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ICC studying CIA torture report 'very, very closely'

The ICC is taking a close look at the report and will determine next steps, especially incidents in Afghanistan where the court has jurisdiction
US officials say there will be no further criminal probes into allegations of CIA torture

NEW YORK - The International Criminal Court (ICC) prosecutor is studying a US Senate report on the CIA's torture of terrorism suspects “very, very closely”, she told Middle East Eye on Thursday.

“We’re looking at the report. We’re looking at the report very, very closely. And we will determine what to do, especially if it relates to our jurisdiction in Afghanistan,” said Fatou Bensouda. “This is what we’re doing now; we’re looking at it very, very closely.”

In December, the Senate Intelligence Committee released a five-year review of 6.3 million pages of CIA documents that described waterboarding, week-long bouts of sleep deprivation and a technique of “rectal feeding” being used on detainees.

The CIA interrogation programme was devised by two agency contractors to squeeze information from suspects after the 9/11 attacks on New York and Washington. Interrogations took place in countries that included Afghanistan, Poland and Romania.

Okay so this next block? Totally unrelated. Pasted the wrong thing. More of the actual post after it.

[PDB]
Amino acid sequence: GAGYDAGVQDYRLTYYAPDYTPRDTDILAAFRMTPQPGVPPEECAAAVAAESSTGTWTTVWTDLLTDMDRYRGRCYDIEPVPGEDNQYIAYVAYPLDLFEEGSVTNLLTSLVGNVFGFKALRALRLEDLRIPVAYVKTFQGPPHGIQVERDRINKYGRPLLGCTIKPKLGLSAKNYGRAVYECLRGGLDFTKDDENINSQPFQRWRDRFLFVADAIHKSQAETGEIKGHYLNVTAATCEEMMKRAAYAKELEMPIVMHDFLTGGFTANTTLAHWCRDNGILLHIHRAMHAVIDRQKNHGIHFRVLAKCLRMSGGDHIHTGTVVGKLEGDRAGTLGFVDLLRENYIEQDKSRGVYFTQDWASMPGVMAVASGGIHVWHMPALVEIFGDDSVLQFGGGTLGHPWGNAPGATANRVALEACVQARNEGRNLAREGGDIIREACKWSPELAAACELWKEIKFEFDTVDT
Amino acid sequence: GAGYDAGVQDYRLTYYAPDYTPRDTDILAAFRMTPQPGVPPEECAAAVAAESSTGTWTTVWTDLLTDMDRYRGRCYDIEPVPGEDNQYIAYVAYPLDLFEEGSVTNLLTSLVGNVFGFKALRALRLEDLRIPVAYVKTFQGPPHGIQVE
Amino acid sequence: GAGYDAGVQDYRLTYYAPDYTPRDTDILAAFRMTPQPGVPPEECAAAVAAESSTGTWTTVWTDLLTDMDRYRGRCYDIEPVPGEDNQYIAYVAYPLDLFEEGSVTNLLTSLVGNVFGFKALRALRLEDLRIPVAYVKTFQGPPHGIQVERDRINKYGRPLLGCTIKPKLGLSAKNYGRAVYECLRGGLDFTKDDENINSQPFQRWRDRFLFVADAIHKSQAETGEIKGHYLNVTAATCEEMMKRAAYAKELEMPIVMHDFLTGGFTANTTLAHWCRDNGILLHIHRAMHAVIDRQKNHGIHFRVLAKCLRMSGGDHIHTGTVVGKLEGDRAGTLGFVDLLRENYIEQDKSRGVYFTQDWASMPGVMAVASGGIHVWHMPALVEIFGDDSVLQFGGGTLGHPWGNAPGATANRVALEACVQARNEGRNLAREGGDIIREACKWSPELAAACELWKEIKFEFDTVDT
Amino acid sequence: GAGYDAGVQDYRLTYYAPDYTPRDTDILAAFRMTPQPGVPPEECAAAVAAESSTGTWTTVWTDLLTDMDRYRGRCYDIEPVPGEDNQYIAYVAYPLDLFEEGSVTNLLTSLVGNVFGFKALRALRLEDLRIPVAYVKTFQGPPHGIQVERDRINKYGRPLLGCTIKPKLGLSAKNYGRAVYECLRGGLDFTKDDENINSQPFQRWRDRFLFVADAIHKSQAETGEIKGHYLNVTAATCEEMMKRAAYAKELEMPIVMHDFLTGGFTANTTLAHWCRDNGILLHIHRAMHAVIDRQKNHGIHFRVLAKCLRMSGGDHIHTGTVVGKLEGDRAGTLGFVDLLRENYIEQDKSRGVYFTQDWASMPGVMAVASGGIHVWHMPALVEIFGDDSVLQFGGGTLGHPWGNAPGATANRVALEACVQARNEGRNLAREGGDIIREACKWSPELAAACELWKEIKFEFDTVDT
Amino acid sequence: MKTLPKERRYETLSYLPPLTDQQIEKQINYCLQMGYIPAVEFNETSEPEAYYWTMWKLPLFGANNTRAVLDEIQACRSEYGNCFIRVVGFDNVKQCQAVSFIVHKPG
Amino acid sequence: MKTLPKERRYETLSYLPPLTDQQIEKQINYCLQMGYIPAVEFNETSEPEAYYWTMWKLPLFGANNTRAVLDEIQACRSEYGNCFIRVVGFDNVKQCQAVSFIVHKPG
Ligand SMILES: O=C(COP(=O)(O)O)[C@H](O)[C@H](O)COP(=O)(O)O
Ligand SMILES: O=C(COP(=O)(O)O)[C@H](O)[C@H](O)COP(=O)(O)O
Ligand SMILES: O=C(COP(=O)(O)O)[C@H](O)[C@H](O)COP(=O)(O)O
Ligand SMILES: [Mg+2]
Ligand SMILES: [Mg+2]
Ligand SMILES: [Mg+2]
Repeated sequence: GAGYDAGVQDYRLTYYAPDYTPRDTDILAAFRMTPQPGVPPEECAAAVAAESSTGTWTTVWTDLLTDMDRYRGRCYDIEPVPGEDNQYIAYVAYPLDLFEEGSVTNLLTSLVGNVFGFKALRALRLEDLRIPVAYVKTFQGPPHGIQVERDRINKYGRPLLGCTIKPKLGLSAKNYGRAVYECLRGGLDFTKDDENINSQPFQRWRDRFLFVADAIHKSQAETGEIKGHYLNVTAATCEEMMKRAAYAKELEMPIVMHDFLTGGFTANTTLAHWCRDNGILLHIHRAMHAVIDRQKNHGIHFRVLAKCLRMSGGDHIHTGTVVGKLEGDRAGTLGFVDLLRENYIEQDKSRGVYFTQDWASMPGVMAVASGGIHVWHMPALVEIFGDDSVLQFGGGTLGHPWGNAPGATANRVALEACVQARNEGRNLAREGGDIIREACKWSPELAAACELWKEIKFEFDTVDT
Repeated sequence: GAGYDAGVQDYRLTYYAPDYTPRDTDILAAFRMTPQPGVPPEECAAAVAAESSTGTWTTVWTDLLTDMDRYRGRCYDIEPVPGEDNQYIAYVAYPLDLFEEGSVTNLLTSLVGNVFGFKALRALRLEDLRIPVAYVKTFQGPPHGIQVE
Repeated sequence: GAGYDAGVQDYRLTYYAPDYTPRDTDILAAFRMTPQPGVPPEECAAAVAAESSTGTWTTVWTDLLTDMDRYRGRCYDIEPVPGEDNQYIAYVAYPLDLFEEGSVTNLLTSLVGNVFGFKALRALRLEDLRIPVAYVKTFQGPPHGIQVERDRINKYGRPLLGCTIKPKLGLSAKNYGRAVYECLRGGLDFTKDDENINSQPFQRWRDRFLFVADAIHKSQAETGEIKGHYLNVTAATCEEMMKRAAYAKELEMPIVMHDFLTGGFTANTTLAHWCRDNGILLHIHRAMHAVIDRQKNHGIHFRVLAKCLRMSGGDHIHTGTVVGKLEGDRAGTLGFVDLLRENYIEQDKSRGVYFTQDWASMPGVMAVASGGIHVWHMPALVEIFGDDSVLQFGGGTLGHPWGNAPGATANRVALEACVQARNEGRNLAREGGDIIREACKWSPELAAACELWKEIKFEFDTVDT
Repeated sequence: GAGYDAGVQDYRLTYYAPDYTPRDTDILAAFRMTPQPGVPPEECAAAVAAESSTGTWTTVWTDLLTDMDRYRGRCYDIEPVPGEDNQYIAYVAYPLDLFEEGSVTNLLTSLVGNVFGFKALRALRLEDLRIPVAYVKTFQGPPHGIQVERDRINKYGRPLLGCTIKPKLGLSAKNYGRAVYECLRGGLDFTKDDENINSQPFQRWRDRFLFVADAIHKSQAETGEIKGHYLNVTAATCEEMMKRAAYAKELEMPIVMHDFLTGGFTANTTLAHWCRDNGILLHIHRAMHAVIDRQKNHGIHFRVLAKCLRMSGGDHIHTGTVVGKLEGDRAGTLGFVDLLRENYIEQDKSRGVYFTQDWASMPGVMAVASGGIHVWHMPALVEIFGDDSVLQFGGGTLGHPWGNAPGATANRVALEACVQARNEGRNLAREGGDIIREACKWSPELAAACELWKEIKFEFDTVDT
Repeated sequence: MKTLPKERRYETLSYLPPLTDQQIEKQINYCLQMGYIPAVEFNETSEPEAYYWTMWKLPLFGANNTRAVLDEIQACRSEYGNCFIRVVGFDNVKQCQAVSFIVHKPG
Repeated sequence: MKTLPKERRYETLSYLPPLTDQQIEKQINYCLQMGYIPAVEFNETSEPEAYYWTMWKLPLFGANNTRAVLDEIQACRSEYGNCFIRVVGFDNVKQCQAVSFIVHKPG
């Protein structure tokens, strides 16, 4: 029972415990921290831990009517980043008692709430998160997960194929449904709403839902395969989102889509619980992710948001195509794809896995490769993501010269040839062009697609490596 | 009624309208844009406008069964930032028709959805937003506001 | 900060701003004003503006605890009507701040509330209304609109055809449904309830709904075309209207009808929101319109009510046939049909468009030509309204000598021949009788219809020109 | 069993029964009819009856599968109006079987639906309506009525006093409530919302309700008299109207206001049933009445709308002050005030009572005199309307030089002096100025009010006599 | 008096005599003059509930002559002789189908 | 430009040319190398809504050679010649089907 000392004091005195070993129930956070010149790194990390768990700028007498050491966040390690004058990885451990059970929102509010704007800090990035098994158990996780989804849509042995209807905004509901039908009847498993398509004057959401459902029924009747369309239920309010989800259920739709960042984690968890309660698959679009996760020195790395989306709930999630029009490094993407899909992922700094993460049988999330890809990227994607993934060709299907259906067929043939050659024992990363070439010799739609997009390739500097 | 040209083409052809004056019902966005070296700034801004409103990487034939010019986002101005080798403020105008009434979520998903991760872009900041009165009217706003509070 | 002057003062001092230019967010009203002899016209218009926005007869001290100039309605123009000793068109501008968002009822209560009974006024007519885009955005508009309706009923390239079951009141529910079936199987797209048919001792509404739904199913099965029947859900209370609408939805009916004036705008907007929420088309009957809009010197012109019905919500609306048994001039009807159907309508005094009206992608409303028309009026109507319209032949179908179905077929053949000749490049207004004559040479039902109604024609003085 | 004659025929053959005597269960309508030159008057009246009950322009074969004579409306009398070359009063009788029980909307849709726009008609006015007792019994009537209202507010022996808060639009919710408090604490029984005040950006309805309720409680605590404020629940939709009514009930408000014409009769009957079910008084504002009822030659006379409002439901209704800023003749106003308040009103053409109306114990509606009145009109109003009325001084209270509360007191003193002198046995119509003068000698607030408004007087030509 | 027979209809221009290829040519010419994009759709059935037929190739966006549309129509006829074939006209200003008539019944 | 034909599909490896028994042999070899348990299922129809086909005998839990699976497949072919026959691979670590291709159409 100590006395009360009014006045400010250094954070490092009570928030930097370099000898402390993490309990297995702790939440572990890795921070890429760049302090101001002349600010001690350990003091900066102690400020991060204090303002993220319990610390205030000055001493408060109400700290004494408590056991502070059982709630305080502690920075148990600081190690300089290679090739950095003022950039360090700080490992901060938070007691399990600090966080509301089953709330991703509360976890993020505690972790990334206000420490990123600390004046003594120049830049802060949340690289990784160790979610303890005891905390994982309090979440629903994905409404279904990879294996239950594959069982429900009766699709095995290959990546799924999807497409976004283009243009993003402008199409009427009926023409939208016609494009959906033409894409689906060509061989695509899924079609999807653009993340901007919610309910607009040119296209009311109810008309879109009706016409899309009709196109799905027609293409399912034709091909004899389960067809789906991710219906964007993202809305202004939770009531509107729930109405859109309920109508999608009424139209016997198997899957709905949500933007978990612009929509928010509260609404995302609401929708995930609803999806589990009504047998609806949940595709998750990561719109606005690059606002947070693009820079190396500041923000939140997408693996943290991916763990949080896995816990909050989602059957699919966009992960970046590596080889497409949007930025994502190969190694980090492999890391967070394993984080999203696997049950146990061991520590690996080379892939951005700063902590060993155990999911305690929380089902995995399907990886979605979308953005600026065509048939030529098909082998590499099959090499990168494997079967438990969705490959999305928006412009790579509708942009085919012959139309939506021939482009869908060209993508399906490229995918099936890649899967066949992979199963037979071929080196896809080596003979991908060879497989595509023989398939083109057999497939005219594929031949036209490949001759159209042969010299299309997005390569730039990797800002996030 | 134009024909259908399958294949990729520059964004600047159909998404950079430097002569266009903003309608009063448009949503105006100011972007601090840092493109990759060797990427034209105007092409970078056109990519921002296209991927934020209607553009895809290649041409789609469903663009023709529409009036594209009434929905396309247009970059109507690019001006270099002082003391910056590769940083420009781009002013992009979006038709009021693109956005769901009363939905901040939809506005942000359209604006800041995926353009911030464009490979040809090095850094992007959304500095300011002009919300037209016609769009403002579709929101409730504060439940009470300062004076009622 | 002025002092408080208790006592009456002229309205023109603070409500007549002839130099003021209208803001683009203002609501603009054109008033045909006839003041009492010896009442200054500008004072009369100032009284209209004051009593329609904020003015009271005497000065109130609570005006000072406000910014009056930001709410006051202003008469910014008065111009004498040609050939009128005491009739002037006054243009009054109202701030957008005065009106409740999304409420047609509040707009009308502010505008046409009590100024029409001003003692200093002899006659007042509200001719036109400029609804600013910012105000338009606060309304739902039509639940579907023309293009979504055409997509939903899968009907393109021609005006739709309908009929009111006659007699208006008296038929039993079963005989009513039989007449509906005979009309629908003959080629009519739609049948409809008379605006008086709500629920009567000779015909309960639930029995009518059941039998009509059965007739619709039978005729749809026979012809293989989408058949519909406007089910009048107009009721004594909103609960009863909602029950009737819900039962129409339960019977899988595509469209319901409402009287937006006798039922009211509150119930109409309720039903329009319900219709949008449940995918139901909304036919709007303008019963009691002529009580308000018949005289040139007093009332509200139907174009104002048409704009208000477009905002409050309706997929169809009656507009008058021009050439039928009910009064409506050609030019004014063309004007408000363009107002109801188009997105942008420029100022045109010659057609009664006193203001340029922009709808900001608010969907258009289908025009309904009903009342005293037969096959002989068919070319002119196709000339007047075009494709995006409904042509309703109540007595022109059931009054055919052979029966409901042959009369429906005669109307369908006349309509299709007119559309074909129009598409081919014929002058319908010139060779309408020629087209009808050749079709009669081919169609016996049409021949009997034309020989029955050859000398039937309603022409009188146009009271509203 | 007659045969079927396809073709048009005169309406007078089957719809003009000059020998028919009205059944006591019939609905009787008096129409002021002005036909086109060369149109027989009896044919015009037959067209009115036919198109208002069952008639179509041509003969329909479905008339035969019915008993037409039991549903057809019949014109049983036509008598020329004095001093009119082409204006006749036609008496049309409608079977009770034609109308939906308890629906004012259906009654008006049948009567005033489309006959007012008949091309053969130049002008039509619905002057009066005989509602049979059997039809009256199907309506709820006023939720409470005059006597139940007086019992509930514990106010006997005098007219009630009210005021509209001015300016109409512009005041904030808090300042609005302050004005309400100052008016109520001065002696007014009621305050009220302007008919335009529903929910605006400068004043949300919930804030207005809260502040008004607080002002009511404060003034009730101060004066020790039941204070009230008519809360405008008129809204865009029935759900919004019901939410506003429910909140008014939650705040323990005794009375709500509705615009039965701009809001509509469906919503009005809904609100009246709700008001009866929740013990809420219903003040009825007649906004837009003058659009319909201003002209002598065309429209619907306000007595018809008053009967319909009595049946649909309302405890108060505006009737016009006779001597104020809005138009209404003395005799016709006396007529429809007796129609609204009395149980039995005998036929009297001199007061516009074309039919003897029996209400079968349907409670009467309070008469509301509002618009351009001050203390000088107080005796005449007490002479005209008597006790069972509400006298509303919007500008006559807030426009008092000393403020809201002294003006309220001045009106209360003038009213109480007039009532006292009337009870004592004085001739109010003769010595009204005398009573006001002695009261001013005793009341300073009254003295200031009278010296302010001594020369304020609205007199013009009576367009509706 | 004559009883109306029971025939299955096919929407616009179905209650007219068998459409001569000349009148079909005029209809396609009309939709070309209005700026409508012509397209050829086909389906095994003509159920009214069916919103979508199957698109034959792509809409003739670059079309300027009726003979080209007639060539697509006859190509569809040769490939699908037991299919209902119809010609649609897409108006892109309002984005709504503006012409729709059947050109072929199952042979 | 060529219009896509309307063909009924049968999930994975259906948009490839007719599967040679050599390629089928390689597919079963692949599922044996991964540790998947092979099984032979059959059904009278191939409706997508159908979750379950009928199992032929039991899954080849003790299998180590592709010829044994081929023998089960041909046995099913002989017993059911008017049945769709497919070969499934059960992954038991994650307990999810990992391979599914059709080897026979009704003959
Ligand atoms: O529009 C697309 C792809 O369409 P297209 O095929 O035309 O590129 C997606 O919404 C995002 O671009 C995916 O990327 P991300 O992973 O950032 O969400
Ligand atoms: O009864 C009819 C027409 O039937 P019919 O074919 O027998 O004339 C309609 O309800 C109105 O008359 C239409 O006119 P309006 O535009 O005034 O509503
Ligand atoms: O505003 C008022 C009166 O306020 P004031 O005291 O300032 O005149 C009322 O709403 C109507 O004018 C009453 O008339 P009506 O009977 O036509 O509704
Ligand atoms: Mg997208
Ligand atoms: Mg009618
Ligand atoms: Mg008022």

ICC prosecutors revealed that they were examining alleged crimes in Afghanistan in 2007. This preliminary examination now includes the “enhanced interrogation techniques” of “US senior commanders” in Afghanistan from 2003-04, said the ICC’s 2014 report. 

Such techniques could “amount to cruel treatment, torture or outrages upon personal dignity” last year’s ICC report added.

The US has not ratified the ICC treaty and is not a member of the court. But the ICC has had jurisdiction in Afghanistan since May 2003 and can probe Afghans and foreigners alleged to have carried out crimes in the country from that time.

US officials say there will be no further criminal probes into allegations of CIA torture. After the release of the US Senate’s report, President Barack Obama said the country should “leave these techniques where they belong - in the past”. 

Speaking with MEE on Thursday, Bensouda said she was also monitoring how US officials had reacted to the Senate’s CIA torture report.

“It’s important to take note of any other thing related to the report that has been done, or said, and at the end of it we shall decide which way to go. But it’s very early now for me to take a position,” she told MEE. 

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